November 7, 2017

How to CHOOSE and USE "Easy" Readers

Is your child ready to dig into reading some books?  The first time I went to the library to pick out some “easy" readers for my oldest son, it was anything but easy!  

I decided to go with Level 1 Books.  I figured, he's just starting out, level one makes sense.  Right?  Wrong!  The first level one book I picked up was way too easy.  The next one I picked up was level one, but he could probably only read 5 words in the whole book!  Another level one seemed to be pretty close to what he needed.  I learned very quickly that all Level 1 "easy" readers are not created equal!  Many different publishers create Easy Reader Books, but they do not follow the same criteria for what is a Level 1 book.  

So what is a parent to do?!  First, don't panic.  Second, realize that there are not very many perfect fit easy reader books.  Easy readers is a new stage, a stage in which your child will likely not know how to read every word on every page.  And that's okay!

When your child just started learning how to read, you gave her one cvc word at a time.  It was a word that you knew she'd be able to sound out.  

dog                 ham               sun

As she became more comfortable with sounding out cvc words, you would give her short sentences.  These sentences only contained sight words she knew, and words she could sound out.

The  dog  sat.                          Jan  has  a  hat.

Then your child probably moved onto very easy books that you made, or set 1 of the BOB Books series.  Once again, these very easy books only contained familiar sight words and words she could sound out.

Sam has a hat.          Sam has a cat.    

Sam has a bag.          The end.

But now, your child may be getting a little bored of those books.  And you may be getting a little bored of those books.  Although your child is still in the beginning stages of learning how to read, you don't want her to loose interest because the books are too easy and boring!

At this point in reading instruction, I still make sure to work on word power with my little reader.  I still have her read sentences and BOB Books that she can read every word in.  But now I also throw in some easy readers to peak her interest.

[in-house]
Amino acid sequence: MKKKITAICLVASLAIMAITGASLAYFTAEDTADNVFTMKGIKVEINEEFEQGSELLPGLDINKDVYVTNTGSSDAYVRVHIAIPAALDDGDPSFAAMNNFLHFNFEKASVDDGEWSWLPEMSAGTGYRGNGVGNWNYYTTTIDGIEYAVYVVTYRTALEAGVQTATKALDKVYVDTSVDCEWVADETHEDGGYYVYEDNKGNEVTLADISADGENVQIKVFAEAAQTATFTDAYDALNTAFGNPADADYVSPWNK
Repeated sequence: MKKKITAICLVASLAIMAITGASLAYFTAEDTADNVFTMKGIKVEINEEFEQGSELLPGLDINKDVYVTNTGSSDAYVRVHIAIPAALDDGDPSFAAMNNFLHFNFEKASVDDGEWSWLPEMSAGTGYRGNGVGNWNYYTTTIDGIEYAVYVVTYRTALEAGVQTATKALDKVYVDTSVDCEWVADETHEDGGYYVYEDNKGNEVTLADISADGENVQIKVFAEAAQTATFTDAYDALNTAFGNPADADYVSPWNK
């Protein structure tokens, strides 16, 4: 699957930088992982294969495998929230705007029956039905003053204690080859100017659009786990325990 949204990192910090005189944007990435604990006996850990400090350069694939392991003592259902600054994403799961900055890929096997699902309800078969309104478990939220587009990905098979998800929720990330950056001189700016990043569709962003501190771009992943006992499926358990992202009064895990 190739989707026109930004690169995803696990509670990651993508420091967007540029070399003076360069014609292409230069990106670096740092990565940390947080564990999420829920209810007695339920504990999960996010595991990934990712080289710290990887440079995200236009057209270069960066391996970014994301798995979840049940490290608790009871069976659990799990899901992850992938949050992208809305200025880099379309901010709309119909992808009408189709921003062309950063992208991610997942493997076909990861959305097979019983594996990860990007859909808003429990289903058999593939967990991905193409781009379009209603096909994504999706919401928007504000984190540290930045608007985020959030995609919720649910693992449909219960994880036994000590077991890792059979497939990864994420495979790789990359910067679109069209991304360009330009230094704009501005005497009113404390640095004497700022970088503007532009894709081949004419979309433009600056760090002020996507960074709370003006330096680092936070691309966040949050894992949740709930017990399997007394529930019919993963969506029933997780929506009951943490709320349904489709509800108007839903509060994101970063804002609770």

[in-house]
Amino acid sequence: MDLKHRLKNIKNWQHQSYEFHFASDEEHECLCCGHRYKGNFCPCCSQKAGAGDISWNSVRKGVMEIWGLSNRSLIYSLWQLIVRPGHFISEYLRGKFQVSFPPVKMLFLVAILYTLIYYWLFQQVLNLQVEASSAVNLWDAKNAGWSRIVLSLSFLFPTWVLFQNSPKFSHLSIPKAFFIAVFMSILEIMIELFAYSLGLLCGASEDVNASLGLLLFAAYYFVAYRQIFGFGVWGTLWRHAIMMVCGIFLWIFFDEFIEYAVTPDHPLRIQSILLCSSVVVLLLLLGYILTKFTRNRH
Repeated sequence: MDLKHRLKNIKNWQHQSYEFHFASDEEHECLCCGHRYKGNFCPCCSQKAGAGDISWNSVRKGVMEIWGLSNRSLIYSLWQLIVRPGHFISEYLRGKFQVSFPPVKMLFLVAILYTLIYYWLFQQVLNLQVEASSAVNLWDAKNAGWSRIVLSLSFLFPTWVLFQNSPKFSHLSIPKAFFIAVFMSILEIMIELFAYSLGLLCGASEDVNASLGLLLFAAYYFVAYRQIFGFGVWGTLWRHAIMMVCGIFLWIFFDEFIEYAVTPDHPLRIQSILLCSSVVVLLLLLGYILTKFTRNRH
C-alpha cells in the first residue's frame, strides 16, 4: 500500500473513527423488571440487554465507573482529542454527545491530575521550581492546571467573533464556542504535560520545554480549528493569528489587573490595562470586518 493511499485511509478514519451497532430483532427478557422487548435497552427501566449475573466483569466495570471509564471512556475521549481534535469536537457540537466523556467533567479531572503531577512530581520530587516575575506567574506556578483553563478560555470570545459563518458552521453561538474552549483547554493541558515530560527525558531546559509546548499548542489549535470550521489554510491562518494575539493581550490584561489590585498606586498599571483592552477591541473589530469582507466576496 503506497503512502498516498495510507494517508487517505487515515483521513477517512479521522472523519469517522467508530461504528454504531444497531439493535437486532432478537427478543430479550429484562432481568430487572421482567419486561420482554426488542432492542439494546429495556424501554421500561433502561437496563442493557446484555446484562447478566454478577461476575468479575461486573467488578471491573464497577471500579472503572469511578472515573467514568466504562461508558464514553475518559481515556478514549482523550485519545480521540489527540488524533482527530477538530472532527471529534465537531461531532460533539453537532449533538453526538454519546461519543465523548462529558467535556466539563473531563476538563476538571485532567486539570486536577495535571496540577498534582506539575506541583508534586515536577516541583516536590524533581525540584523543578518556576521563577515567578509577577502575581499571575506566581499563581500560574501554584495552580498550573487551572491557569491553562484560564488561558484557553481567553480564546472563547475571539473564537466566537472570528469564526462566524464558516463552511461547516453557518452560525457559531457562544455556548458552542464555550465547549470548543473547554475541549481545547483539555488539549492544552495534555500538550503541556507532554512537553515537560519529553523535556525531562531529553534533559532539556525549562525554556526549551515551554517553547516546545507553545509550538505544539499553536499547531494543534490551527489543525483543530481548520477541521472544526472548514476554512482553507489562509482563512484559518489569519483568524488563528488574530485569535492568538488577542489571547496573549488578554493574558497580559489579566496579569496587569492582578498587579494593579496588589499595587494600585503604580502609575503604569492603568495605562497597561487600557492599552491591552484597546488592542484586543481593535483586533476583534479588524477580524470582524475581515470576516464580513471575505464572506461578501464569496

Here are some tips for CHOOSING and USING Easy Readers:

#1:  Don’t expect your child to be able to read every word in the book.  BOB Books are designed for your child to read every word, Beginning Readers are not set up that way. Some words you will just have to give your child, because she has not learned how to sound them out yet.

#2:  Look for books that your child is interested in (Legos, My Little Ponies, Star Wars, Frozen, etc.) 

#3:  Most Easy Reader publishers provide a guide for picking the correct level of book.  While these can be helpful, don't forget your biggest tool as a parent helping a child to read:  KNOW YOUR CHILD'S INSTRUCTIONAL LEVEL. With the instructional level in mind, skim through the book to see if it contains many words in your child's instructional level.  Not sure what your child's instructional level is?  Read this post.

#4:  Many popular children's book series have an easy reader series.  If you have a favorite series, see if they have an easy reader series.  (Pete the Cat, Pinkalicious)

#5:  Easy Readers are great for sight word practice.  They often repeat the same sight words over and over.  Learn more about sight words in these posts:  6 Simple Ways to Practice Sight Words and Why Sight Words?

#6:  Some publishers create collections that contain many easy readers bound in one book.  If you are using a collection, try making a fun bookmark that your child can use to mark her place.  It's amazing how excited a child can get because she is big enough to need to mark her place with a bookmark!

Hopefully you can now go to the Easy Reader section at the library or search Easy Readers on Amazon, and not want to rip your hair out :) You may enjoy this post with videos on how to help a child read aloud.  

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